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Thread: The Black Hole of Package Management

  1. #1
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    The Black Hole of Package Management

    I hope this thread belongs in Installation & Upgrades, because it is a question about software installation through the Package Manager.

    When you go to uninstall software through the Software Center (Kubuntu Discover)... Does the Software Center (or APT) actually remove the entire installation?
    What I mean is things like dependencies that you only need for this one program, add-ons, extras, and the like?

    For example: If I install Firefox, and I add some extensions over it's usage period... if I click on "Remove" on Firefox in the Software Center, does it remove everything I have installed, including dependencies that I only need for Firefox?

    I also would like to ask the same question for Snaps.
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  2. #2
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    Re: The Black Hole of Package Management

    Of course not. Unless you do the removal with 'purge' or with 'remove' and the option '--purge' it will leave the configuration files for the package on your system. This is so that manual changes to the system wide configuration of programs don't get lost if you remove and reinstall a program for whatever reasons. It will never remove your personal configuration files.

    To stay with your example: extensions to Firefox can be installed system wide or per user and the latter is the normal way and these are then seen as part of your personal configuration. So if you remove and reinstall a program you'll keep your configuration. Which is great if you reinstalled because the program file or some part of the system wide configuration broke or to free up space temporarily (don't laugh, on old systems with small drives this was a thing ... ). But if your own configuration was the the problem, than removing and reinstalling will do exactly nothing.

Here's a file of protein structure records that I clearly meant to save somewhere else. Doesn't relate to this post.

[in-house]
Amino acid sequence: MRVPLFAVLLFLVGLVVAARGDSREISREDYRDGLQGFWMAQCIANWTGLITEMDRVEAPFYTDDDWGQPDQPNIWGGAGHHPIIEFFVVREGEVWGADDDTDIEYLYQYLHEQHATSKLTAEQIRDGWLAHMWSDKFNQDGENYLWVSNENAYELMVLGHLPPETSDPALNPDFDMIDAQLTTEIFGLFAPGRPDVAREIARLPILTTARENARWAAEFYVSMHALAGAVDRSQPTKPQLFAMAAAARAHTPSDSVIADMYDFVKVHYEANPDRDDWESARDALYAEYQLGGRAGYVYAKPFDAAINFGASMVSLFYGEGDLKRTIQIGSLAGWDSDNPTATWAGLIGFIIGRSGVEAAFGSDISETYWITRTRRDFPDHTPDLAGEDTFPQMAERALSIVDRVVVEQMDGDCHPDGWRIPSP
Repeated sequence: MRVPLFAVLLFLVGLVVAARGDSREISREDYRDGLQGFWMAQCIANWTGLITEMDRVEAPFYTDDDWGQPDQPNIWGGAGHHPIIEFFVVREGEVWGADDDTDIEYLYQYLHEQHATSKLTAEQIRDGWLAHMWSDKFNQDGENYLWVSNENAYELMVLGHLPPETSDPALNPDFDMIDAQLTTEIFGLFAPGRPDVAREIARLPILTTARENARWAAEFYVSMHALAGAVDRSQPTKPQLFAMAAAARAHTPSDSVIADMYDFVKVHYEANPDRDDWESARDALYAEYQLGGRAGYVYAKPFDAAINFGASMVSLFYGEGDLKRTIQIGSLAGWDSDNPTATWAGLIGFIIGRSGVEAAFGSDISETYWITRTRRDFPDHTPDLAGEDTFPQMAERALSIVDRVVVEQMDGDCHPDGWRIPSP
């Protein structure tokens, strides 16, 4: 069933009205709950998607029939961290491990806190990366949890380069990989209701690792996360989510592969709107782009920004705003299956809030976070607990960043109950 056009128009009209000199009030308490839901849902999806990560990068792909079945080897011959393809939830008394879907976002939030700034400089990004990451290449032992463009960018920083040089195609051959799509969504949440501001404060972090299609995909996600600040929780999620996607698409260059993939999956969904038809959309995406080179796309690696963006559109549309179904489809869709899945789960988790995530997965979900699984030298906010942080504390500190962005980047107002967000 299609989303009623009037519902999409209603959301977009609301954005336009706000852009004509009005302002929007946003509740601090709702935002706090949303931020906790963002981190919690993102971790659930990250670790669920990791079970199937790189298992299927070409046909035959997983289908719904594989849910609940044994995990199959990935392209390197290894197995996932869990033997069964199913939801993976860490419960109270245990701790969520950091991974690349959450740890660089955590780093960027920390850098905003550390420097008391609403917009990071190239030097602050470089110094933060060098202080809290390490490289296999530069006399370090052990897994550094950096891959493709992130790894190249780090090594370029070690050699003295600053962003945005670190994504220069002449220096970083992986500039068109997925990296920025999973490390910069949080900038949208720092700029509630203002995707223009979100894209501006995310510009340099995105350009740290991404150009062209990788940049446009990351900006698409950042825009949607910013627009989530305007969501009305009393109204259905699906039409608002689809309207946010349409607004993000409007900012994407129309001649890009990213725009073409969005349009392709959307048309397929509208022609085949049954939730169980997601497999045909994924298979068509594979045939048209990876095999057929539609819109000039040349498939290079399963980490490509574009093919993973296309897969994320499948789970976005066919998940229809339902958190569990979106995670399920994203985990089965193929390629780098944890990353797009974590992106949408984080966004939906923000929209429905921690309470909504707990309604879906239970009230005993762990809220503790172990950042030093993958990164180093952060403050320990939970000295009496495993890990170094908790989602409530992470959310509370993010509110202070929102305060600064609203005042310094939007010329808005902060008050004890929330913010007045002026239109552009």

Dependencies are a bit more tricky. There's a database of installed packages and in that there's a field which marks a package as either installed manually or automatically (as a dependency of other packages) and a count of how many packages depend on a given package. If you uninstall a package that depends on another package the usage count for the depended on package goes down by one. Packages that are marked as automatically installed and whose usage count is zero will be removed if you run 'apt autoremove'.

    What I said about personal configuration files also goes for snaps. Dependency management for snaps is different, because snaps have few if any dependencies but the ones they have are normally really big things (like for example an almost complete Gnome or KDE; snap dependencies have to be installed as snaps, so you end up having two or more instances of these - more because snap likes to keep old versions around in case you want to roll back to an earlier release).

    Holger

  3. #3
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    Re: The Black Hole of Package Management

    Quote Originally Posted by Holger_Gehrke View Post
    Of course not. Unless you do the removal with 'purge' or with 'remove' and the option '--purge' it will leave the configuration files for the package on your system. This is so that manual changes to the system wide configuration of programs don't get lost if you remove and reinstall a program for whatever reasons. It will never remove your personal configuration files.
    Thanks for the info on how to get rid of the configuration files.

    Quote Originally Posted by Holger_Gehrke View Post
    To stay with your example: extensions to Firefox can be installed system wide or per user and the latter is the normal way and these are then seen as part of your personal configuration. So if you remove and reinstall a program you'll keep your configuration. Which is great if you reinstalled because the program file or some part of the system wide configuration broke or to free up space temporarily (don't laugh, on old systems with small drives this was a thing ... ). But if your own configuration was the the problem, than removing and reinstalling will do exactly nothing.